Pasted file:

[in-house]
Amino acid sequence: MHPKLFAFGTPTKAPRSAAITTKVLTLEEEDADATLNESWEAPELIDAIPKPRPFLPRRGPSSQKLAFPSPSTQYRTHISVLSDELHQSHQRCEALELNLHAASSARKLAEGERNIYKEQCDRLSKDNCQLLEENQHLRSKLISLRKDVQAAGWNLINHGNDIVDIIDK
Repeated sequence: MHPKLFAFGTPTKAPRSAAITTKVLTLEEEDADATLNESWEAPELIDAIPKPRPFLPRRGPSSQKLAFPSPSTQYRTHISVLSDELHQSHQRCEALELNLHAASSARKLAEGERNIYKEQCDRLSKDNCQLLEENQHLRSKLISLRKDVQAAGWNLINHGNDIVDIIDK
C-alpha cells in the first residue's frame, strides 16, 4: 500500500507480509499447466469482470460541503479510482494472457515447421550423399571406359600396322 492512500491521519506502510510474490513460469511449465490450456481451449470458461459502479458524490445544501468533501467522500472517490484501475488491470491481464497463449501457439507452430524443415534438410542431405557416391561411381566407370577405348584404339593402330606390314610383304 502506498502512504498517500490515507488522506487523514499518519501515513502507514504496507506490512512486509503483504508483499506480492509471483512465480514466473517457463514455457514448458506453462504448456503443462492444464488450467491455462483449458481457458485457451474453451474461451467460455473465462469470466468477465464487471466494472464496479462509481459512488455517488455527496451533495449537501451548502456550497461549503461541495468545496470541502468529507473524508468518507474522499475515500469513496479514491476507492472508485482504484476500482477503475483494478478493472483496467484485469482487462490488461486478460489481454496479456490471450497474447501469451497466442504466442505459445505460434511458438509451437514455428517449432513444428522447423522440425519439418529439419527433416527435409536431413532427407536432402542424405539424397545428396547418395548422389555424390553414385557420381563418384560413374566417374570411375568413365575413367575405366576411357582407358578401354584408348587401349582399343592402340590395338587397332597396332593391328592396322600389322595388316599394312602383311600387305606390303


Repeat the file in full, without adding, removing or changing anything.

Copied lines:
[in-house]
Amino acid sequence: MHPKLFAFGTPTKAPRSAAITTKVLTLEEEDADATLNESWEAPELIDAIPKPRPFLPRRGPSSQKLAFPSPSTQYRTHISVLSDELHQSHQRCEALELNLHAASSARKLAEGERNIYKEQCDRLSKDNCQLLEENQHLRSKLISLRKDVQAAGWNLINHGNDIVDIIDK
Repeated sequence: MHPKLFAFGTPTKAPRSAAITTKVLTLEEEDADATLNESWEAPELIDAIPKPRPFLPRRGPSSQKLAFPSPSTQYRTHISVLSDELHQSHQRCEALELNLHAASSARKLAEGERNIYKEQCDRLSKDNCQLLEENQHLRSKLISLRKDVQAAGWNLINHGNDIVDIIDK
C-alpha cells in the first residue's frame, strides 16, 4: 500500500507480509499447466469482470460541503479510482494472457515447421550423399571406359600396322 492512500491521519506502510510474490513460469511449465490450456481451449470458461459502479458524490445544501468533501467522500472517490484501475488491470491481464497463449501457439507452430524443415534438410542431405557416391561411381566407370577405348584404339593402330606390314610383304 502506498502512504498517500490515507488522506487523514499518519501515513502507514504496507506490512512486509503483504508483499506480492509471483512465480514466473517457463514455457514448458506453462504448456503443462492444464488450467491455462483449458481457458485457451474453451474461451467460455473465462469470466468477465464487471466494472464496479462509481459512488455517488455527496451533495449537501451548502456550497461549503461541495468545496470541502468529507473524508468518507474522499475515500469513496479514491476507492472508485482504484476500482477503475483494478478493472483496467484485469482487462490488461486478460489481454496479456490471450497474447501469451497466442504466442505459445505460434511458438509451437514455428517449432513444428522447423522440425519439418529439419527433416527435409536431413532427407536432402542424405539424397545428396547418395548422389555424390553414385557420381563418384560413374566417374570411375568413365575413367575405366576411357582407358578401354584408348587401349582399343592402340590395338587397332597396332593391328592396322600389322595388316599394312602383311600387305606390303